Recommended Reading

"The Original Million Dollar Mermaid: the Annette Kellerman Story"

by Emily Gibson with Barbara Firth (Allen & Unwin - 2005. 230 pages)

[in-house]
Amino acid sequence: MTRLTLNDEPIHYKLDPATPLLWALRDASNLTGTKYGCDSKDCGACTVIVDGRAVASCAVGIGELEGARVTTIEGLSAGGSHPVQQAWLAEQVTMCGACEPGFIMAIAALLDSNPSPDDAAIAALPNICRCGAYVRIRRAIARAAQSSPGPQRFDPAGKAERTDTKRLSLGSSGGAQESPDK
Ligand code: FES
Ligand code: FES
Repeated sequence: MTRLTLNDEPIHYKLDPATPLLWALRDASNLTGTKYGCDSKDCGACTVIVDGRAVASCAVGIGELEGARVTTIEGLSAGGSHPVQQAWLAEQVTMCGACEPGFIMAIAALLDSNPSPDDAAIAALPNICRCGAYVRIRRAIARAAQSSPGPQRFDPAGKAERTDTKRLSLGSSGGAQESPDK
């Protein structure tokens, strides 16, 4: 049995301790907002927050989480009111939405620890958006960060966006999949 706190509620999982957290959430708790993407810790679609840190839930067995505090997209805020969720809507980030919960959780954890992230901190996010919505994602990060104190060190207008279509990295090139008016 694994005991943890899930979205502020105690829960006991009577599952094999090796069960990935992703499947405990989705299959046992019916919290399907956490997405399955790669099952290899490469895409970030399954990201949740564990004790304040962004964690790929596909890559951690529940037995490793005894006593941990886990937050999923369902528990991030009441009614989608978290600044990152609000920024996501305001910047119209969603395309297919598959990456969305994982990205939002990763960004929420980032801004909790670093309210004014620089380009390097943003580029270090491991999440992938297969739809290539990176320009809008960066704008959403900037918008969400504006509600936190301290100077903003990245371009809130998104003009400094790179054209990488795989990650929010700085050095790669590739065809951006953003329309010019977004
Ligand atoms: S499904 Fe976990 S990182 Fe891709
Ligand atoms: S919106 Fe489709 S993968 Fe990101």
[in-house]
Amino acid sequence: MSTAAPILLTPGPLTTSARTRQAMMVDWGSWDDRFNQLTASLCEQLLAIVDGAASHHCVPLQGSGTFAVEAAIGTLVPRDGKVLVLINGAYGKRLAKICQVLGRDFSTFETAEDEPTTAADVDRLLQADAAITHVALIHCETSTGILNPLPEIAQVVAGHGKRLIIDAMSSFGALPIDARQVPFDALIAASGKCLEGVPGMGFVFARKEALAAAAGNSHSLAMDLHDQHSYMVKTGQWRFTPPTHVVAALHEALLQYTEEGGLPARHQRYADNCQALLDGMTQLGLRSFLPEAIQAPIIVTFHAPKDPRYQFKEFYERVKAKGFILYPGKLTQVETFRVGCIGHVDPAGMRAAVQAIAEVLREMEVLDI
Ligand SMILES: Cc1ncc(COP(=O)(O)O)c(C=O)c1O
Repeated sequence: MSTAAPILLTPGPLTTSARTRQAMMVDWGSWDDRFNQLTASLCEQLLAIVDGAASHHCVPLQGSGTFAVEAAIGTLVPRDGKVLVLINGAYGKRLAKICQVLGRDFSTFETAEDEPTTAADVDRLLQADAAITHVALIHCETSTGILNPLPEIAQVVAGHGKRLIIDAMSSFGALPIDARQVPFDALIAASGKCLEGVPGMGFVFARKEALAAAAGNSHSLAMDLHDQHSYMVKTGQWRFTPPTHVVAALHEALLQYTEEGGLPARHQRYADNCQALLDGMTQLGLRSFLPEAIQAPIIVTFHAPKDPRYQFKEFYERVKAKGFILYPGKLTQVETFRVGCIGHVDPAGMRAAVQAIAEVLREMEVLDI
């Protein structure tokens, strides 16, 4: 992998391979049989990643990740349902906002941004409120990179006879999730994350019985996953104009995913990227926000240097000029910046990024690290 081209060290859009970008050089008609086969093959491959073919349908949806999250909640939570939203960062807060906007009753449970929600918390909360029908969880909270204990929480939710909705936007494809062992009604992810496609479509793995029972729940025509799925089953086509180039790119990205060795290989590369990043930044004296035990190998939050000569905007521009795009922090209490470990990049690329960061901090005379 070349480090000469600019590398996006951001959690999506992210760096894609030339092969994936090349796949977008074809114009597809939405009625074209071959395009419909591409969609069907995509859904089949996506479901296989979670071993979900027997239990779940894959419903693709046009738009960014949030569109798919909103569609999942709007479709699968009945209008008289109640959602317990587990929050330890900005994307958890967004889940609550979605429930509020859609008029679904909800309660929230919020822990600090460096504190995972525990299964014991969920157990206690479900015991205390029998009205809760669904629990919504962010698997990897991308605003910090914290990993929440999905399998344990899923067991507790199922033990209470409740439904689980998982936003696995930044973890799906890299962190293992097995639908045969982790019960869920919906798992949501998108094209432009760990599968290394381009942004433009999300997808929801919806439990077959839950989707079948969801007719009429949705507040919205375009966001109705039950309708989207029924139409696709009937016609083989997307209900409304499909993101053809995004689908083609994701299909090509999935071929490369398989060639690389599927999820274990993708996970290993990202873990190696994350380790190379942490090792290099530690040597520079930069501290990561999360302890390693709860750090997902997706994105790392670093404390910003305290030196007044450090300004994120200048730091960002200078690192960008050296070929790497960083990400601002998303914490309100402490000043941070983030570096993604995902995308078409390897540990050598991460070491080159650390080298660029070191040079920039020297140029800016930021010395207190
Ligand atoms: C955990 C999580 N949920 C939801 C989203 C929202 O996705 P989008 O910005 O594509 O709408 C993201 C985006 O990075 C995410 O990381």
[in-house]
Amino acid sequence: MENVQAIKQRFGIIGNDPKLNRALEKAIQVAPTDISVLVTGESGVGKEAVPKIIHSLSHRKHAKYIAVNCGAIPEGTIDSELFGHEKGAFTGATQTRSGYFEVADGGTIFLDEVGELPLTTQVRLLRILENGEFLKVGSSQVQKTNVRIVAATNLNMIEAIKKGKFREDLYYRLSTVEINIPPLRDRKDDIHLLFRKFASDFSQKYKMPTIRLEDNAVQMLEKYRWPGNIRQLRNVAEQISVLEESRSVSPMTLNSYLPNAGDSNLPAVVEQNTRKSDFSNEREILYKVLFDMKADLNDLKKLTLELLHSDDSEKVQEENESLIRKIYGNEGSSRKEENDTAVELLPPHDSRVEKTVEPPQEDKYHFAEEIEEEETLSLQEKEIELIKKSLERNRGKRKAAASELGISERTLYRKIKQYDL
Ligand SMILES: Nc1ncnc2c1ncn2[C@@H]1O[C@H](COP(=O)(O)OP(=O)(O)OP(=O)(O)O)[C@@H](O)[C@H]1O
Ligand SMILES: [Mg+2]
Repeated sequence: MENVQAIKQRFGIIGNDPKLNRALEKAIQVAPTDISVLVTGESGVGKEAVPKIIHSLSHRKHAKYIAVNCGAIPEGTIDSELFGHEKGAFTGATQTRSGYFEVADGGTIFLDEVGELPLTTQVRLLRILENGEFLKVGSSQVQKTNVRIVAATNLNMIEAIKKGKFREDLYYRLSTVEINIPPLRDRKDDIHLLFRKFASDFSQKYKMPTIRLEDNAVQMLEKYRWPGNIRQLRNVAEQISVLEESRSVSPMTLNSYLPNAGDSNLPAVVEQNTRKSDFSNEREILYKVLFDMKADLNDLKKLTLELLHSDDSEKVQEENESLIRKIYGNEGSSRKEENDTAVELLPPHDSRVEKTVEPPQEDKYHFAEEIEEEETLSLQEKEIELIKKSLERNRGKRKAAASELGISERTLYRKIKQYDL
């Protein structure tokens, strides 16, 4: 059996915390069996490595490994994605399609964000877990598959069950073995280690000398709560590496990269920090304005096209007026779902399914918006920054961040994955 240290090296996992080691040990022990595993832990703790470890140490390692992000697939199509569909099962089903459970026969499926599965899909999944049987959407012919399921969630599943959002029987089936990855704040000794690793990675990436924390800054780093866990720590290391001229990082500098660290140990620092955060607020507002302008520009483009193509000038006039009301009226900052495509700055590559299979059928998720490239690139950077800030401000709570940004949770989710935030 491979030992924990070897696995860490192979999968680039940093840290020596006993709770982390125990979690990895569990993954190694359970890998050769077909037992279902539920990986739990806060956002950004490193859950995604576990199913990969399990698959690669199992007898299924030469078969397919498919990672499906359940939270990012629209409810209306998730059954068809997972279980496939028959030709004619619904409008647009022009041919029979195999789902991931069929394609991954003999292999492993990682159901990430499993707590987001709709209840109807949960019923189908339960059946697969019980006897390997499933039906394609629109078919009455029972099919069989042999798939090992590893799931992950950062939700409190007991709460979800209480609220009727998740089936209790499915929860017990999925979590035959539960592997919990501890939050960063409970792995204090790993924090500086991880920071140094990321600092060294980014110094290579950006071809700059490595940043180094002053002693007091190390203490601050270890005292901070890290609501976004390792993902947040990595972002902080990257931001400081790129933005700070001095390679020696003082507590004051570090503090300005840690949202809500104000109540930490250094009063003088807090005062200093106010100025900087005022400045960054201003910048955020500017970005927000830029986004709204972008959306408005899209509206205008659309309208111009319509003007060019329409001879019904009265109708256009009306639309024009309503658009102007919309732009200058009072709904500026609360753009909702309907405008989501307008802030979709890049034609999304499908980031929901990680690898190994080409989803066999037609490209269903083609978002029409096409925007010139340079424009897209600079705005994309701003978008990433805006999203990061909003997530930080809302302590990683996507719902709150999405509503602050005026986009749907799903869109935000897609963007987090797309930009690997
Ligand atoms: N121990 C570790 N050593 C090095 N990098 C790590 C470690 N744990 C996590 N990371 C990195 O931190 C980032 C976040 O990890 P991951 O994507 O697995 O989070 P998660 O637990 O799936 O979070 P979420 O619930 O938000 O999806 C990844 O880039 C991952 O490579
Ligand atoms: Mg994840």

This 2005 biography of Annette Kellerman should be a welcome addition to any silent film fan's library. Kellerman admittedly didn't do a lot of film work, but the unfortunate fact is that only one feature and some other fragments remain of the work she did. Her two most famous features, "Neptune's Daughter" (1914), which was also her first film, and "A Daughter of the Gods" (1916) are lost. But as one learns in this excellent biography, there was more to Kellerman than her films. She loved vaudeville, and that was where she both started and ended her career - not because of necessity, but because that was what she loved most. One can only imagine see her performance in a large water tank during the 'teens and twenties. She never lost her popularity during these years, either, and continued to pack houses with her performances. As we learn in the story, she started swimming to strengthen her rickets-stricken legs as a young child. Swimming became not only her profession, but her passion, and she first gained notoriety outside of Australia when she went to England - drew crowds at her performances - and drew massive publicity for her - although she was not successful in any of her three attempts. Her popularity brought her to America where she first performed in amusement parks before being invited to the Keith-Albee vaudeville circuit where she became an instant success. Of course, her one piece bathing suit was a controversial sensation in this Victorian era, but she was helped when the media caught on to the label given her of having this perfect body. This led to her also giving health advice and writing two books on good health for women - promoting exercise and healthy eating. Kellerman's story is also a beautiful love story with her American manager eventually becoming her husband and a marriage that lasted for 60 years. Her legend was solidified when Esther Williams made "Million Dollar Mermaid" in 1952, a biography of Kellerman's life on which she served as consultant, but was not particularly pleased with the result. The basis for this biography is Barbara Firth's research which began when the worked with the Sydney Opera House to create an archives of theatrical memorabilia. A TV program led to her being invited to meet Kellerman and her sister who offered some of her collection of memorabilia to the archives. This was in 1975, the same year Kellerman died. Firth continued her research on Kellerman in Europe and the United States, as well as Australia. She became associated with Gibson when they collaborated on a 2003 documentary of Kellerman entitled "The Original Mermaid." It is a well-written, authoritative, straight-forward and engaging biography about one of the most interesting personalities of the silent era. The book can still be found online, an enjoyable and touching story that any silent film fan will enjoy.

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